Millennials, ages 22 to 37, are now the largest generation in the workforce. According to a recent study from Pew Research Center, these younger workers outnumber both Gen X and baby boomers, who are retiring and leaving their positions. For employers, this generational shift poses a unique challenge.
One of the most important considerations for employers that have young workforces is how best to help these younger workers prepare for retirement. They have different financial needs and communication preferences than older generations, and benefits managers need to adapt their tactics to account for these differences.
Here are three ways to help younger employees grasp the importance of a retirement plan and making early contributions:
1. Encourage them to live for the future and not just the present. With retirement decades away, few millennials give it serious consideration at this point in their careers. While their individual financial priorities vary, younger people tend to live in the moment and have yet to gain the knowledge and forethought that successful financial planning requires.
To compensate for this, employers should make the case for early retirement contributions by emphasizing that even small amounts — like a few hundred or thousand dollars a year — can dramatically improve their financial wellbeing over the long haul. A good approach is to include visual aids and simulations to illustrate how regular contributions will increase their future returns.
2. Present budget strategies that help them balance their financial obligations. Young professionals must balance their existing obligations — such as student or car loan payments — with their long-term needs and saving for the future ahead is typically low priority. For example, a study from the Million Dollar Round Table finds that 91% of millennials currently have no financial plans in place for retirement.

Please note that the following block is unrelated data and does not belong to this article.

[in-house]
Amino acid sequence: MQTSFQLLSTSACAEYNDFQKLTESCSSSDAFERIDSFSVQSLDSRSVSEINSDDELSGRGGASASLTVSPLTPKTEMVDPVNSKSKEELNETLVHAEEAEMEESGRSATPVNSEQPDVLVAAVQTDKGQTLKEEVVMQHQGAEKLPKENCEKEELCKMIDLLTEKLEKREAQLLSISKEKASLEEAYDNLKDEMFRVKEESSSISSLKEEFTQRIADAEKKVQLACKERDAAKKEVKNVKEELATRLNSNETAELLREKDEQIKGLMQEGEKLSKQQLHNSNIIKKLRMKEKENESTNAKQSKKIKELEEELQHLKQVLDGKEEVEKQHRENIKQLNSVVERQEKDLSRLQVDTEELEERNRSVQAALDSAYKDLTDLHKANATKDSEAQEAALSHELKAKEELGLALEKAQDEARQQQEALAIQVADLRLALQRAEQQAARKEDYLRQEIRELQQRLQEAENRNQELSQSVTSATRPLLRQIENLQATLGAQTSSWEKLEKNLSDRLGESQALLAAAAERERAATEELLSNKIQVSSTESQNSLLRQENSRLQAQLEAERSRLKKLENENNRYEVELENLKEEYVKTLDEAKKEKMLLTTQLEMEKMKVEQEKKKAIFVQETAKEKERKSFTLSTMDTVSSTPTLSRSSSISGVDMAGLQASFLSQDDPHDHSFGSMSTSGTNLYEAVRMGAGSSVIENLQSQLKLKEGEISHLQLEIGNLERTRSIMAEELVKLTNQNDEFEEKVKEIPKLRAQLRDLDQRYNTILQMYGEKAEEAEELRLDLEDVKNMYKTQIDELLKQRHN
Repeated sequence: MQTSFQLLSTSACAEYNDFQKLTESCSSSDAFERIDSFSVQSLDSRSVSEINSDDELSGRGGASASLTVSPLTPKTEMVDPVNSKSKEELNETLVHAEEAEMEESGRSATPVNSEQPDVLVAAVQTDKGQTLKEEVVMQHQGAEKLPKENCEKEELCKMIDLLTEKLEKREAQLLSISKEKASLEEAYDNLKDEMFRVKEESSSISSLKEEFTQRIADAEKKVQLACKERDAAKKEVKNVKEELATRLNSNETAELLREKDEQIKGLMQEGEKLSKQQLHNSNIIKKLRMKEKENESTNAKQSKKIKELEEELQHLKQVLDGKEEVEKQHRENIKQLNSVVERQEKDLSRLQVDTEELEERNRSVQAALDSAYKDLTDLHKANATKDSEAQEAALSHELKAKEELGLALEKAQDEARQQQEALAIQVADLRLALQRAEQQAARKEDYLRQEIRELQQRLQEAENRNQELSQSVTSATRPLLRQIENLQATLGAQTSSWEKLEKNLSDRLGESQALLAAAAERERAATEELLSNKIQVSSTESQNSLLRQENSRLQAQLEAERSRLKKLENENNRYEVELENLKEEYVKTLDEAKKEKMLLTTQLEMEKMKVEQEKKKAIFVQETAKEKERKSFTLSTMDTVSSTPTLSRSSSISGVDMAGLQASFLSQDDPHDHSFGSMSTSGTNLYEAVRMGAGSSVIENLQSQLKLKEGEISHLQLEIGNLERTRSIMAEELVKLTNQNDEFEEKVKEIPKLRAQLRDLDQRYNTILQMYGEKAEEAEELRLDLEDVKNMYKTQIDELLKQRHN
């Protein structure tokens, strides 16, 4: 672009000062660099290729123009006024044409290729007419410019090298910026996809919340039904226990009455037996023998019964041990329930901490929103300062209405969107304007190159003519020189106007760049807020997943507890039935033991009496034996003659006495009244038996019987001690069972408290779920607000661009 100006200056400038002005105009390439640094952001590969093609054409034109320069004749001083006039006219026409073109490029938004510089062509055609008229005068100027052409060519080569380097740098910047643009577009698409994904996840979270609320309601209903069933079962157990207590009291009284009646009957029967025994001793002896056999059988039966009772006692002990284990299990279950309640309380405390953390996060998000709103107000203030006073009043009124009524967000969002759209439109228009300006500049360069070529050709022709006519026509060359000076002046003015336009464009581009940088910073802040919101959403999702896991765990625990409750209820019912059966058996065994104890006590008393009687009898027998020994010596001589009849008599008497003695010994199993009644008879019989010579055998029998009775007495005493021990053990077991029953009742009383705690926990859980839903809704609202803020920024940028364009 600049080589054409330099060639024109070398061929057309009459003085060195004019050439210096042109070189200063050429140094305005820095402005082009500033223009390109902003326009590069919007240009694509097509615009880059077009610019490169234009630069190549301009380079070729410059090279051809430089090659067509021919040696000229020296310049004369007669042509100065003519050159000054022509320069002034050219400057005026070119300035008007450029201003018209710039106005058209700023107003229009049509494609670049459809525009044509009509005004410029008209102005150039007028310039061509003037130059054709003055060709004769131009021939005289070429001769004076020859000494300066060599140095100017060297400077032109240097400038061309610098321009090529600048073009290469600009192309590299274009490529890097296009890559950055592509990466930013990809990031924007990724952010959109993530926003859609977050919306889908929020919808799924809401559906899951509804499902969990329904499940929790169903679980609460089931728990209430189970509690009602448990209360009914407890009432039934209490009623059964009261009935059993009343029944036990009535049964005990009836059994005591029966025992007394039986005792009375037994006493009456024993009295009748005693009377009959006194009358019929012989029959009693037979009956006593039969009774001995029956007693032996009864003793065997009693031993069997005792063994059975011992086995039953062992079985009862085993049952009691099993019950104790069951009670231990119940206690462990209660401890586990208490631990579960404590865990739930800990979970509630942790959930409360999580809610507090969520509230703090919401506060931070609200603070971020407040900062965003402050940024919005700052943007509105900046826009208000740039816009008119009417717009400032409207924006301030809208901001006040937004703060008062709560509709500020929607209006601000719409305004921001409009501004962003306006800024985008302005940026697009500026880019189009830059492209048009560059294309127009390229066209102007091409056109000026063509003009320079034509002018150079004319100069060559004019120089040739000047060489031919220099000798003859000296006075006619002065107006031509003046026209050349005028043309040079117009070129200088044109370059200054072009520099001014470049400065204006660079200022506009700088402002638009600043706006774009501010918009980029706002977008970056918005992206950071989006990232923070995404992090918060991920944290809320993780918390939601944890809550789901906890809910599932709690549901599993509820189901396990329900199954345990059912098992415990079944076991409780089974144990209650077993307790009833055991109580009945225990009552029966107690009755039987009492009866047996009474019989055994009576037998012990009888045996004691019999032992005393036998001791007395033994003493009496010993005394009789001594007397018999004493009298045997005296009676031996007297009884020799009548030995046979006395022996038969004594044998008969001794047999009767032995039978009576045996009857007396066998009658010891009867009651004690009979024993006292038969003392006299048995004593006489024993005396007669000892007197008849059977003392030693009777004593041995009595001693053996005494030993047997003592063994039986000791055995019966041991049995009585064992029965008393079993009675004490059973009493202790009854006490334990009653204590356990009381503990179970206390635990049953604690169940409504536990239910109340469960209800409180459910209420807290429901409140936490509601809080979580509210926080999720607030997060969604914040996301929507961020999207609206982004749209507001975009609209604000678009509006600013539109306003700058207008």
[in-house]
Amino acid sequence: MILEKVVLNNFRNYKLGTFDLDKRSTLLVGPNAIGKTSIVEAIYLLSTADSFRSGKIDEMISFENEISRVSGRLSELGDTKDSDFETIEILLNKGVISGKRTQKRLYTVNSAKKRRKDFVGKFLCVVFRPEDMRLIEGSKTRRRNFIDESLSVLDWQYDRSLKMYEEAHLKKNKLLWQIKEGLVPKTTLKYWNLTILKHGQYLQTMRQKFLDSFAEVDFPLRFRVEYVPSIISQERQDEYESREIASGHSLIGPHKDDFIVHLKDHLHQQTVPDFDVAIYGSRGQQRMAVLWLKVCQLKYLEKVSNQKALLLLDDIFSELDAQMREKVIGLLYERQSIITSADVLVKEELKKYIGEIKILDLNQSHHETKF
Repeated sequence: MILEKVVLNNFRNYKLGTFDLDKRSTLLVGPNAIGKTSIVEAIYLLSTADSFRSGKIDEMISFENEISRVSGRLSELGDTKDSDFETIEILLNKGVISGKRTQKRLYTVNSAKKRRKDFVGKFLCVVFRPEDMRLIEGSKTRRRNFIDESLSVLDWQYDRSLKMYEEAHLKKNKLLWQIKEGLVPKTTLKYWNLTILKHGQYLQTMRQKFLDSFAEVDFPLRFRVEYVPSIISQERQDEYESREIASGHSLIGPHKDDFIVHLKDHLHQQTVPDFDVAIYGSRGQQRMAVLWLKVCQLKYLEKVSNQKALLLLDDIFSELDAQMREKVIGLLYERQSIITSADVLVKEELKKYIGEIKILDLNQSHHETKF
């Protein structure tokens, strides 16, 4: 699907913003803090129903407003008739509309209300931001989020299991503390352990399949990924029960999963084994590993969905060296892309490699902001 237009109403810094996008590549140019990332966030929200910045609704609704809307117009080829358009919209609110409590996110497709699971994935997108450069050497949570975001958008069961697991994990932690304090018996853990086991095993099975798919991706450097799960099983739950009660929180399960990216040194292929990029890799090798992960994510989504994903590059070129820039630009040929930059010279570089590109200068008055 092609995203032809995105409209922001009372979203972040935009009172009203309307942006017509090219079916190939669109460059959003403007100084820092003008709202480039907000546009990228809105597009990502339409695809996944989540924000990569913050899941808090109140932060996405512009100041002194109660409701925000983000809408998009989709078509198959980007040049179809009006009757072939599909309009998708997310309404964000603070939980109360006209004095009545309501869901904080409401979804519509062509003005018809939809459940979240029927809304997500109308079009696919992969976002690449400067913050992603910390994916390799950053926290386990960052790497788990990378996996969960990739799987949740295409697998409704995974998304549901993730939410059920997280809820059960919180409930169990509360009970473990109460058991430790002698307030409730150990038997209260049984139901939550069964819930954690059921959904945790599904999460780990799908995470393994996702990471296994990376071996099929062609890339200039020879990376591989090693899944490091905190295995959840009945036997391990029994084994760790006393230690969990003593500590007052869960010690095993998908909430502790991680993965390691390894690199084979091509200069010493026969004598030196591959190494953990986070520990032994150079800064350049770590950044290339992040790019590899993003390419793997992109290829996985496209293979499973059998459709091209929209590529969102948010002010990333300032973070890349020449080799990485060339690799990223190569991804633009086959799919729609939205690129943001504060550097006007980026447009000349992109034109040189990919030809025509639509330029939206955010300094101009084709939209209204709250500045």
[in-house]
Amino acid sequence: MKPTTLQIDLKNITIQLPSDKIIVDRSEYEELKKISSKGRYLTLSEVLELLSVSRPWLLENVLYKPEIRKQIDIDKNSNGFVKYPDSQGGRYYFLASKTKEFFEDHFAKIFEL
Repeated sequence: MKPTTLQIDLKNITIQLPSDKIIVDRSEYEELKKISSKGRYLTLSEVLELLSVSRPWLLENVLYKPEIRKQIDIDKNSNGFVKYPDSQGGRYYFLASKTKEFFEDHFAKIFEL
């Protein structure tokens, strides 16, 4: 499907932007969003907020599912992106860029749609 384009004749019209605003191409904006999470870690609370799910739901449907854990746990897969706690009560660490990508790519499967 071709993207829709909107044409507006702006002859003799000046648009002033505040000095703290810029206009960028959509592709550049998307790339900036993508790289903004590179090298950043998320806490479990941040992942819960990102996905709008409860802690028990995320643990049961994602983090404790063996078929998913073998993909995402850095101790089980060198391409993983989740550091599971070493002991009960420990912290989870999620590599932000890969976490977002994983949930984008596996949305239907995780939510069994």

To help correct this, employers should help younger employees factor retirement savings into their existing budgets. A graduated or tiered retirement savings model is one such approach. This allows for their contributions to increase over time as their salaries grow and they pay down their current obligations.
3. Improve younger professionals financial literacy to build their confidence and independence. Younger professionals have yet to gain the experience and financial savvy of their older colleagues. Employers can help get them started by encouraging them to ask questions and pointing them toward easy-to-understand educational materials that cover the basics. Links and lists of such neutral resources can be offered up in employee welcome kits, introductory communications and in-person meetings.
A hands-on approach is the best way to help millennials overcome their retirement savings challenges. Employers who take the above steps can build younger employees’ confidence and determination to secure their financial futures.
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